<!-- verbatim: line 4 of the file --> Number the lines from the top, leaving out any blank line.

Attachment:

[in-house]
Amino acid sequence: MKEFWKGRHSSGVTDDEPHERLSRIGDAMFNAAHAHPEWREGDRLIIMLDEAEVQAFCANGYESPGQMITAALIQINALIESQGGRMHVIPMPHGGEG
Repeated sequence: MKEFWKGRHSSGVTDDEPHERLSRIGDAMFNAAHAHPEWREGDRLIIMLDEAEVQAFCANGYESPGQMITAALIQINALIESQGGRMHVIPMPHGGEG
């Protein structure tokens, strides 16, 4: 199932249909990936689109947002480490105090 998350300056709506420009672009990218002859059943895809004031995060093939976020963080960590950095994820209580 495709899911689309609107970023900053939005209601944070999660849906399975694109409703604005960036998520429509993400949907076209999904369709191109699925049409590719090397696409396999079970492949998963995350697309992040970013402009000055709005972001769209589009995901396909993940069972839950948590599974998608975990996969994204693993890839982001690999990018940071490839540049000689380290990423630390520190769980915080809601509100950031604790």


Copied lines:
């Protein structure tokens, strides 16, 4: 199932249909990936689109947002480490105090 998350300056709506420009672009990218002859059943895809004031995060093939976020963080960590950095994820209580 495709899911689309609107970023900053939005209601944070999660849906399975694109409703604005960036998520429509993400949907076209999904369709191109699925049409590719090397696409396999079970492949998963995350697309992040970013402009000055709005972001769209589009995901396909993940069972839950948590599974998608975990996969994204693993890839982001690999990018940071490839540049000689380290990423630390520190769980915080809601509100950031604790």